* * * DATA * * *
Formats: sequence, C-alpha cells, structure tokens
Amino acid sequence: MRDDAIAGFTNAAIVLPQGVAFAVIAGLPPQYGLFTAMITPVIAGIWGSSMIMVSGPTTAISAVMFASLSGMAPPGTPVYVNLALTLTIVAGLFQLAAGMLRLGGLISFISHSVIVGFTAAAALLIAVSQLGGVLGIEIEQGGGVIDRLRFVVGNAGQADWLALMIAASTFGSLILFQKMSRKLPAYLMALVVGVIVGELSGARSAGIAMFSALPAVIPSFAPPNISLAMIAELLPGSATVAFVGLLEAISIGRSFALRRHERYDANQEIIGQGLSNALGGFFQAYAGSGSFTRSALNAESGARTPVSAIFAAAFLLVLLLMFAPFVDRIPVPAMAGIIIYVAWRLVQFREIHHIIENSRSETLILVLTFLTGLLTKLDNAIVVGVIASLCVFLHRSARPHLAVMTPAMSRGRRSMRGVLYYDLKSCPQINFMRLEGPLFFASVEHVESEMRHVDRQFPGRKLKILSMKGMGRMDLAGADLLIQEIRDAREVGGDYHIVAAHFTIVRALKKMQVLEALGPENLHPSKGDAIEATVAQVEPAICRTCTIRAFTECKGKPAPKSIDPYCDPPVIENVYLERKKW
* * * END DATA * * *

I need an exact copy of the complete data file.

Formats: sequence, C-alpha cells, structure tokens
Amino acid sequence: MRDDAIAGFTNAAIVLPQGVAFAVIAGLPPQYGLFTAMITPVIAGIWGSSMIMVSGPTTAISAVMFASLSGMAPPGTPVYVNLALTLTIVAGLFQLAAGMLRLGGLISFISHSVIVGFTAAAALLIAVSQLGGVLGIEIEQGGGVIDRLRFVVGNAGQADWLALMIAASTFGSLILFQKMSRKLPAYLMALVVGVIVGELSGARSAGIAMFSALPAVIPSFAPPNISLAMIAELLPGSATVAFVGLLEAISIGRSFALRRHERYDANQEIIGQGLSNALGGFFQAYAGSGSFTRSALNAESGARTPVSAIFAAAFLLVLLLMFAPFVDRIPVPAMAGIIIYVAWRLVQFREIHHIIENSRSETLILVLTFLTGLLTKLDNAIVVGVIASLCVFLHRSARPHLAVMTPAMSRGRRSMRGVLYYDLKSCPQINFMRLEGPLFFASVEHVESEMRHVDRQFPGRKLKILSMKGMGRMDLAGADLLIQEIRDAREVGGDYHIVAAHFTIVRALKKMQVLEALGPENLHPSKGDAIEATVAQVEPAICRTCTIRAFTECKGKPAPKSIDPYCDPPVIENVYLERKKW